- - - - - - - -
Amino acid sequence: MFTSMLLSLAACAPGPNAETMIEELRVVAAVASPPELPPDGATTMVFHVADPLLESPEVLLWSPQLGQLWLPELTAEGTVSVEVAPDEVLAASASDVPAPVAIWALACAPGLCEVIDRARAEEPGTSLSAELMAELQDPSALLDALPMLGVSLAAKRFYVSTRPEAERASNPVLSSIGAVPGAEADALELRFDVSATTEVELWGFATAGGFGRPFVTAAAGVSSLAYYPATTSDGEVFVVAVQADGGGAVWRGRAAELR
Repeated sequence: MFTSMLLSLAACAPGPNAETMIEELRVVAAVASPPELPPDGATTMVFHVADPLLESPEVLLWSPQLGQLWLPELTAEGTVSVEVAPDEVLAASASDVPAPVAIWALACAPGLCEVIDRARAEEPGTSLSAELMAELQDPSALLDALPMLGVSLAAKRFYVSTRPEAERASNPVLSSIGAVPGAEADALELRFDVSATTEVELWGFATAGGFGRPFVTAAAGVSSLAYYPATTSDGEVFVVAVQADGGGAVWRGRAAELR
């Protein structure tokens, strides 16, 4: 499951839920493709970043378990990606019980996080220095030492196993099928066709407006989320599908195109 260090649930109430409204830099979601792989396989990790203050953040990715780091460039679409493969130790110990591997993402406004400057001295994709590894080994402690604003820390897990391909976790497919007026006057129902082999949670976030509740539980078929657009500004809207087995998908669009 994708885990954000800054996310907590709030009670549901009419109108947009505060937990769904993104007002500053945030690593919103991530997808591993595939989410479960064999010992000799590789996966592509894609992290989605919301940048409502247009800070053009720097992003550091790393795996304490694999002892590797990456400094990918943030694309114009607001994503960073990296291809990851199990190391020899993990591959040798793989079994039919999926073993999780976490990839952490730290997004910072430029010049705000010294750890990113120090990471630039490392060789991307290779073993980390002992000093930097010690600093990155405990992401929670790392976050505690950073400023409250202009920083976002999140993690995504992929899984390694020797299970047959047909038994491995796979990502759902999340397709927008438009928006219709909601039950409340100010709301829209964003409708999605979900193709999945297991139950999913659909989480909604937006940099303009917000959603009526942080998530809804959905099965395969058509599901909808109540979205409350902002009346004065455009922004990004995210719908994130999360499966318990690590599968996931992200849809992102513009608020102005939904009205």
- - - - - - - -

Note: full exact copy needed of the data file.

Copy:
Amino acid sequence: MFTSMLLSLAACAPGPNAETMIEELRVVAAVASPPELPPDGATTMVFHVADPLLESPEVLLWSPQLGQLWLPELTAEGTVSVEVAPDEVLAASASDVPAPVAIWALACAPGLCEVIDRARAEEPGTSLSAELMAELQDPSALLDALPMLGVSLAAKRFYVSTRPEAERASNPVLSSIGAVPGAEADALELRFDVSATTEVELWGFATAGGFGRPFVTAAAGVSSLAYYPATTSDGEVFVVAVQADGGGAVWRGRAAELR
Repeated sequence: MFTSMLLSLAACAPGPNAETMIEELRVVAAVASPPELPPDGATTMVFHVADPLLESPEVLLWSPQLGQLWLPELTAEGTVSVEVAPDEVLAASASDVPAPVAIWALACAPGLCEVIDRARAEEPGTSLSAELMAELQDPSALLDALPMLGVSLAAKRFYVSTRPEAERASNPVLSSIGAVPGAEADALELRFDVSATTEVELWGFATAGGFGRPFVTAAAGVSSLAYYPATTSDGEVFVVAVQADGGGAVWRGRAAELR
């Protein structure tokens, strides 16, 4: 499951839920493709970043378990990606019980996080220095030492196993099928066709407006989320599908195109 260090649930109430409204830099979601792989396989990790203050953040990715780091460039679409493969130790110990591997993402406004400057001295994709590894080994402690604003820390897990391909976790497919007026006057129902082999949670976030509740539980078929657009500004809207087995998908669009 994708885990954000800054996310907590709030009670549901009419109108947009505060937990769904993104007002500053945030690593919103991530997808591993595939989410479960064999010992000799590789996966592509894609992290989605919301940048409502247009800070053009720097992003550091790393795996304490694999002892590797990456400094990918943030694309114009607001994503960073990296291809990851199990190391020899993990591959040798793989079994039919999926073993999780976490990839952490730290997004910072430029010049705000010294750890990113120090990471630039490392060789991307290779073993980390002992000093930097010690600093990155405990992401929670790392976050505690950073400023409250202009920083976002999140993690995504992929899984390694020797299970047959047909038994491995796979990502759902999340397709927008438009928006219709909601039950409340100010709301829209964003409708999605979900193709999945297991139950999913659909989480909604937006940099303009917000959603009526942080998530809804959905099965395969058509599901909808109540979205409350902002009346004065455009922004990004995210719908994130999360499966318990690590599968996931992200849809992102513009608020102005939904009205």